No one has ever questioned the Grand Cherokee’s all-purpose utility but the new refinements should help Chrysler appeal to customers who had preferred something with a softer feel and touch. The Grand Cherokee is both a genuine sport utility vehicle and a cross over at the same time.  That could be a critical factor in maintaining its position at a time when traditional SUVs are losing traction and even some of the Grand Cherokee’s top competitors – like the Ford Explorer – are waving the white flag and migrating to crossover platforms.

In line with the new refinement, the exterior of the 2011 Grand Cherokee has been restyled behind the trademark seven-slot grille, which is once again a Jeep exclusive now that Hummer has died. The exterior is sleeker, less boxy and more contemporary.  Standard 17- and 18-inch tires on the Grand Cherokee Laredo and Limited models are tuned for both off- and on-road driving and lower rolling resistance.

Nor has Chrysler neglected the interior, an area the maker has admittedly been weak. Instead it has regained some of its design flair and put it to work inside the 2011 Jeep Grand Cherokee, which seats five comfortably and has plenty of space for carrying luggage, sports equipment or bulky packages.

The 2011 Grand Cherokee gets some much-needed enhancements to seating and interior.

The interior is nicely laid out. With a much richer use of materials offered in different textures and including real wood and leather as well as Chrome accents.

The instrument cluster is easy to read and the 2011 Grand Cherokee also comes with a host of comfort and convenience features, including heated and ventilated seats with four-way lumbar controls, rain-sensing wipers, keyless entry, rear-back-up camera, telescoping steering wheel, LED lighting around the cabin and leather on the steering wheel and shift knob.  A dual pane sunroof is optional.

The 2011 Grand Cherokee also can tow 5,000 pounds with the standard V-6 engine, which is also all new for 2011. The new engine delivers 290 horsepower – 38 percent improvement over the V6 used in the old Grand Cherokee.  Fuel economy also has been improved by 11 percent to 23 miles per gallon; and with the large fuel tank the 2011 Grand Cherokee has a range of about 500 miles.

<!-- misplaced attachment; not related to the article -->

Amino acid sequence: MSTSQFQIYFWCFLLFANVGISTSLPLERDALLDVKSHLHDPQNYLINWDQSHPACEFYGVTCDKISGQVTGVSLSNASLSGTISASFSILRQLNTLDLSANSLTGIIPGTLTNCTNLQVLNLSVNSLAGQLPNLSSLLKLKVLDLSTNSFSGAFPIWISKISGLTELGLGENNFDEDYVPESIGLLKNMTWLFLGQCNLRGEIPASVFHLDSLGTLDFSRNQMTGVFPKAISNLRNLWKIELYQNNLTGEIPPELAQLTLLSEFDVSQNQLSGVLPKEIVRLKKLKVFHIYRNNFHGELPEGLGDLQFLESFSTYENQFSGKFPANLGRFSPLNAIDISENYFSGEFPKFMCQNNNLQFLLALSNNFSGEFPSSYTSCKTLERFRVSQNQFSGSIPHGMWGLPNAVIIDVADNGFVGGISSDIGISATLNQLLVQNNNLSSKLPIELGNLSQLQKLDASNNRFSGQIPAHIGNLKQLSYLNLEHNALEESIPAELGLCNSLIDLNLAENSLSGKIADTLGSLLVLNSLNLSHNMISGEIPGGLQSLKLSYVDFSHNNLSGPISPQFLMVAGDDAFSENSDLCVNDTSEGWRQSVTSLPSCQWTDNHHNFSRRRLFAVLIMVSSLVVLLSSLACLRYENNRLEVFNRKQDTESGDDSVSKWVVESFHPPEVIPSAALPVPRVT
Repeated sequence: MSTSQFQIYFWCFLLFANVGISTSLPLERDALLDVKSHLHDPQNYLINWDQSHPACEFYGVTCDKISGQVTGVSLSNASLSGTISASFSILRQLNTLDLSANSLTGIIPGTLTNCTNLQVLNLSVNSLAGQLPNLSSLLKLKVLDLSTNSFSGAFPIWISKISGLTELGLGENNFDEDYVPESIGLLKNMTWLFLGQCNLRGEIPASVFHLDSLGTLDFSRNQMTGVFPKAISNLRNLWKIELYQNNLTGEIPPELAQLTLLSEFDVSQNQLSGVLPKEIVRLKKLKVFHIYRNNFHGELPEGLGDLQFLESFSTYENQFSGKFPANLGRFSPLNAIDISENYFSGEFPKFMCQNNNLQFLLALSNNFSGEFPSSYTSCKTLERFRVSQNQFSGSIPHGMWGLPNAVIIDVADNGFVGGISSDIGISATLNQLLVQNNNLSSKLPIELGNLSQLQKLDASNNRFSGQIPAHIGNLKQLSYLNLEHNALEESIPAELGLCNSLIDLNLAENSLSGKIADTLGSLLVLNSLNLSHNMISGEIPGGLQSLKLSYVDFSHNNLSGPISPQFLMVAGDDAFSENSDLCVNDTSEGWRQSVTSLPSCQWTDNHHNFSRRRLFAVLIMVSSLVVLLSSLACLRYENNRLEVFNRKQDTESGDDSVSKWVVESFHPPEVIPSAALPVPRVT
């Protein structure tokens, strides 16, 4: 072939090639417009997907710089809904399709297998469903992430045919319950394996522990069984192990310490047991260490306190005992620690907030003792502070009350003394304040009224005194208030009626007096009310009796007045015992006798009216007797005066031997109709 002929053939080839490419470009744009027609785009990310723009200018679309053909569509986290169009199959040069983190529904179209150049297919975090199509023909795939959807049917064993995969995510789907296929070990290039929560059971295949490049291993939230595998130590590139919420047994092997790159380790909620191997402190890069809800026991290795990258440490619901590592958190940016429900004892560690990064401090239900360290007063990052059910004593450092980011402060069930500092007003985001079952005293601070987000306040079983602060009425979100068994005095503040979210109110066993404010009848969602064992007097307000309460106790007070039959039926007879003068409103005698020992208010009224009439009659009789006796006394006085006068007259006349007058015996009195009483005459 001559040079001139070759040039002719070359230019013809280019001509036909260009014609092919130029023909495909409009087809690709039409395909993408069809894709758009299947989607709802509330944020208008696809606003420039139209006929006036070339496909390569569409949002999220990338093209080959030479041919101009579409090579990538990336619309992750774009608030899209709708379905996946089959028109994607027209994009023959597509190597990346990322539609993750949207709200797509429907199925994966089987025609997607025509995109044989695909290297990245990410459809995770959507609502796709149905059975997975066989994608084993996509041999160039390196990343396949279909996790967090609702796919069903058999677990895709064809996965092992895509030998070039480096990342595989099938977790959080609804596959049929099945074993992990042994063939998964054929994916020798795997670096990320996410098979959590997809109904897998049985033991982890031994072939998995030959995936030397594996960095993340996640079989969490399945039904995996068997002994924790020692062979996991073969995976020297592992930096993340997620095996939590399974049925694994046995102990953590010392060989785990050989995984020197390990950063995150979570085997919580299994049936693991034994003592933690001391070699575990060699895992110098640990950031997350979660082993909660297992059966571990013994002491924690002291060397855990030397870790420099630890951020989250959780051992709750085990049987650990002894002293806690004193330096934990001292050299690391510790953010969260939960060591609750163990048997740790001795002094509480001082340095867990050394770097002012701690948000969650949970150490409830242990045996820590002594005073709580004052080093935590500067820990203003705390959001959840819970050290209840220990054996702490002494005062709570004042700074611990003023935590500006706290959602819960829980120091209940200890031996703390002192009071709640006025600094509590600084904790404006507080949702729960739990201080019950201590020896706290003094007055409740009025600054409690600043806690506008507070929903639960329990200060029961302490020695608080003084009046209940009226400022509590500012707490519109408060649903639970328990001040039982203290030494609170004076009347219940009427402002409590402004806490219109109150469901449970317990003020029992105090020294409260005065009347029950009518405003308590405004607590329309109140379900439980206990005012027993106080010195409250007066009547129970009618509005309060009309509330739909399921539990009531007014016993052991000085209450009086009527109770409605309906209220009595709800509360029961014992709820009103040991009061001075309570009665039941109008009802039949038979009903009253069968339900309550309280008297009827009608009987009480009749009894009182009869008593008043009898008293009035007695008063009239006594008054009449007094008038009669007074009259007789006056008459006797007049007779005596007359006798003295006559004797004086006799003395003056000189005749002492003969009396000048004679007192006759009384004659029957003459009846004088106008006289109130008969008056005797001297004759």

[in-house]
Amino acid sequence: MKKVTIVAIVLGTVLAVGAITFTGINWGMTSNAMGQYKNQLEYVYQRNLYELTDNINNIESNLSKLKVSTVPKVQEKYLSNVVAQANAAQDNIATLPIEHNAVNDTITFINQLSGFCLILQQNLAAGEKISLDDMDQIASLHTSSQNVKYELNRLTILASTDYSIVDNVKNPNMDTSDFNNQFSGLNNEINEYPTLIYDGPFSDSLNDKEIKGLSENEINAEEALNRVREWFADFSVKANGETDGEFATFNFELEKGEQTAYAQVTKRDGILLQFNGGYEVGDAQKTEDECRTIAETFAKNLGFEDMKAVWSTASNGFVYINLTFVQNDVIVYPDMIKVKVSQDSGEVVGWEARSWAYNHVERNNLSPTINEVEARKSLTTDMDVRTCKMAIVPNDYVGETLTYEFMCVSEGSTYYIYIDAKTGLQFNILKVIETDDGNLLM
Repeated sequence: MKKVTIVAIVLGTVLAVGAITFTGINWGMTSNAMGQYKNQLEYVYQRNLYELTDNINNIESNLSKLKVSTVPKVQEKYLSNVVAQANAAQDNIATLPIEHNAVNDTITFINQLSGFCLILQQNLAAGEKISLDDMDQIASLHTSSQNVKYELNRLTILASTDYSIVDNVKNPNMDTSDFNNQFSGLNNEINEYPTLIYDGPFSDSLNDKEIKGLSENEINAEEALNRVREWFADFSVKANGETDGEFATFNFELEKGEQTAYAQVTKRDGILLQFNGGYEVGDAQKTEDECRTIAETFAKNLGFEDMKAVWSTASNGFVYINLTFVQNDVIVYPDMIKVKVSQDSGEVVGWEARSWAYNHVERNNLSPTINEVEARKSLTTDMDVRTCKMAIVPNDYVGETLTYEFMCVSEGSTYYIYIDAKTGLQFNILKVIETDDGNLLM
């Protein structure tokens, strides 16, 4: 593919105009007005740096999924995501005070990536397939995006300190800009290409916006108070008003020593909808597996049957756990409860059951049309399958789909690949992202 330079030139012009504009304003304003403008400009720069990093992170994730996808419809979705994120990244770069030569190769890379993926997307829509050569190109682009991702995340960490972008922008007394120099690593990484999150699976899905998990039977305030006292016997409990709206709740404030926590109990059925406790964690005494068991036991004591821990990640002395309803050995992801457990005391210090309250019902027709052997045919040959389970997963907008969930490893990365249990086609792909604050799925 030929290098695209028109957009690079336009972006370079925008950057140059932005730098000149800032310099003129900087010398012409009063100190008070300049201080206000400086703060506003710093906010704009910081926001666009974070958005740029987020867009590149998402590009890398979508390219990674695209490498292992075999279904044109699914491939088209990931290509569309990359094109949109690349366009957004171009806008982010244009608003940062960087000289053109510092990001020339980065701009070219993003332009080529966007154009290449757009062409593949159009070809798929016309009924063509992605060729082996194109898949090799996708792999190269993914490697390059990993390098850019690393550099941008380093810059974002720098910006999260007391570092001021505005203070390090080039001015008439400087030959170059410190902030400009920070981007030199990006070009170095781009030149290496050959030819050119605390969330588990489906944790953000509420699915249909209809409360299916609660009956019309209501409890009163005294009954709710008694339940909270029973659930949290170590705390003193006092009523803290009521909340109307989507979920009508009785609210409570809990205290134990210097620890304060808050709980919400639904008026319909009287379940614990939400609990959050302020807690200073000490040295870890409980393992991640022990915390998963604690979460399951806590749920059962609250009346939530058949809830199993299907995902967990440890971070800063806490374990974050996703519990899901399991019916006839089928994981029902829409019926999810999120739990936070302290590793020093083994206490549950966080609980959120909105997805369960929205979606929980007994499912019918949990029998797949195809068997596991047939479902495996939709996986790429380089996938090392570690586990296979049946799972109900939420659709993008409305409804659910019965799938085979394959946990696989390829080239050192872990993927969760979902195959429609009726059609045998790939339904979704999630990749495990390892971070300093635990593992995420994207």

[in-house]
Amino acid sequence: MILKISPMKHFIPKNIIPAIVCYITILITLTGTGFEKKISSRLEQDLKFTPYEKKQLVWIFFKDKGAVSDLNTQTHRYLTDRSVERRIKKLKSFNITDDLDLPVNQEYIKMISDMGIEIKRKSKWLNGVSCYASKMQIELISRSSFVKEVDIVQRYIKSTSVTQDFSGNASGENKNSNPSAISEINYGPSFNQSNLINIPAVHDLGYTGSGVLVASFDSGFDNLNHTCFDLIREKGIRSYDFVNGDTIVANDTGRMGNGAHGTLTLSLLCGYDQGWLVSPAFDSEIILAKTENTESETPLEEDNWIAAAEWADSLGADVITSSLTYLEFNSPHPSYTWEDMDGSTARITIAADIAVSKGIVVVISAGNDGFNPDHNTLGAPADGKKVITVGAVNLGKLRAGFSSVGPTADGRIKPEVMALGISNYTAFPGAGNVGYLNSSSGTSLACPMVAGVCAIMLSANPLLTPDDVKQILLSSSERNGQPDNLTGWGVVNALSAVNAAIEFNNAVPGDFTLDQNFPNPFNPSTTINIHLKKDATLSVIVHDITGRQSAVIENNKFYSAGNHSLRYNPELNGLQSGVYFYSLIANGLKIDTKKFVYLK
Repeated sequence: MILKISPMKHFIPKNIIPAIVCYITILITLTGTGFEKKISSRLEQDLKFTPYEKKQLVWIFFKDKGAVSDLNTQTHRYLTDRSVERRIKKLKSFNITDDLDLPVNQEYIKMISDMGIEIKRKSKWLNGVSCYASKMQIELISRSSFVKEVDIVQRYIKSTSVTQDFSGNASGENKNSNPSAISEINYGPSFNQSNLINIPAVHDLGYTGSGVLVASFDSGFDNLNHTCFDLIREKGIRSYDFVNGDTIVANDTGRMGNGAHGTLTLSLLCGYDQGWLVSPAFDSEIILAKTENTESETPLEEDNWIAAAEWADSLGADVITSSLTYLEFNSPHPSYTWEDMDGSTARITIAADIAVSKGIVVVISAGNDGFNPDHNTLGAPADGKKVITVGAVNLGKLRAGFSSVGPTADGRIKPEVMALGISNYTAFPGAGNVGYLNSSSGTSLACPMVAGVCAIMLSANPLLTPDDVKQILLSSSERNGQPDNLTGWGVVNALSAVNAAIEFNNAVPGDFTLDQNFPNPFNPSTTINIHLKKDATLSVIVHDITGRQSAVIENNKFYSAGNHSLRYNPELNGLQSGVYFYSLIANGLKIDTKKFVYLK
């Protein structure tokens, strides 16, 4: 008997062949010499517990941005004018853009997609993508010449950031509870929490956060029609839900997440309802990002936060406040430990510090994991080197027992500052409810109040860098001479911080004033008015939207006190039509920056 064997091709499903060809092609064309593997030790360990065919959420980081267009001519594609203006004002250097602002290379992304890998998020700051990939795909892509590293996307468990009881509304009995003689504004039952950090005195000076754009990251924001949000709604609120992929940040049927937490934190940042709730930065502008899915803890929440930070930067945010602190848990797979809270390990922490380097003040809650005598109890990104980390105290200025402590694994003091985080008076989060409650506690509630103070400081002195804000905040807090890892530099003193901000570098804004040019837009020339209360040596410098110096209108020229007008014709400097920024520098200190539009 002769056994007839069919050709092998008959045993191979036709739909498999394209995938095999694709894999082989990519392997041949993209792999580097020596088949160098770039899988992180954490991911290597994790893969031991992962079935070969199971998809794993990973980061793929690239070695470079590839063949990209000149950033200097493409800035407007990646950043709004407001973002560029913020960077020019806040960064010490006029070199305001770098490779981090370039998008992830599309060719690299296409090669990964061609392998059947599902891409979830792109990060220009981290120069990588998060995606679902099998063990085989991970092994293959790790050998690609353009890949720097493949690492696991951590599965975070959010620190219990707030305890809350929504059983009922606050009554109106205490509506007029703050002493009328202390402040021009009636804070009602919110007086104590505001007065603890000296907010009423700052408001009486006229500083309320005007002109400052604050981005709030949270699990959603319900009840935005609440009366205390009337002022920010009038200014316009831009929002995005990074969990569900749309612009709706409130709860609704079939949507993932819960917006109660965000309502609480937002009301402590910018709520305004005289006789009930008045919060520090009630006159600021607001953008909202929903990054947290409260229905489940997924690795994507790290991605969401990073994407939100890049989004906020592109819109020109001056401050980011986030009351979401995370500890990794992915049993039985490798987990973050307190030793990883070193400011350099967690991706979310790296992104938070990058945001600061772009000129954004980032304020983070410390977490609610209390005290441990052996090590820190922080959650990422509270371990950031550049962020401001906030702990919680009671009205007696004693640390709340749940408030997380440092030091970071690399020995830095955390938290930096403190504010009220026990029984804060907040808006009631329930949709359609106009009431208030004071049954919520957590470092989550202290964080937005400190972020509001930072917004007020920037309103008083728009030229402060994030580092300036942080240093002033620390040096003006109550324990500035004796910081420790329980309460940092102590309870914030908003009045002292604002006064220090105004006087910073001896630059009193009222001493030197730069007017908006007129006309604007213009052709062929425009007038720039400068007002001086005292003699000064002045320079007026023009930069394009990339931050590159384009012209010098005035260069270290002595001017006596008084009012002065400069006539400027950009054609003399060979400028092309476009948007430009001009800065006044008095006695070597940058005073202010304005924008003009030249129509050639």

The 2011 Jeep Grand Cherokee may be able to climb every mountain, ford every stream, but it faces some tough showroom competition.

Meanwhile, the safety package in the new Grand Cherokee includes full-length side air bags, seat mounted side thorax air bags for the front and rear seats, as well as driver and passenger side airbags to absorb a full-frontal crash. The package also includes electronic assist technologies such as blind-spot detection and a forward collision warning system, as well as an all-new body capable of meeting the latest crash standards, both here and in Europe.

The new Grand Cherokee also is equipped with Bluetooth, enabling hands-free calling, and the Uconnect media center with iPod integration, Internet access, Sirius Satellite Radio and a 30 gigabyte hard drive for storing music and voice messages, as well as navigation and mapping software. In addition, the rear-seat can be equipped with Chrysler’s new Flo-TV system, which delivers live television in to the vehicle.

Prices for the 2011 Grand Cherokee will start at $31,490 for the 4X2 version of the Laredo, which is actually less expensive than 2010 version. The 4X4 Laredo is $33,460.

The market for SUVs and crossovers is crowded and competitive.  But, all-in-all, Chrysler has built a solid vehicle that should have no trouble finding buyers – while giving its competitors fits.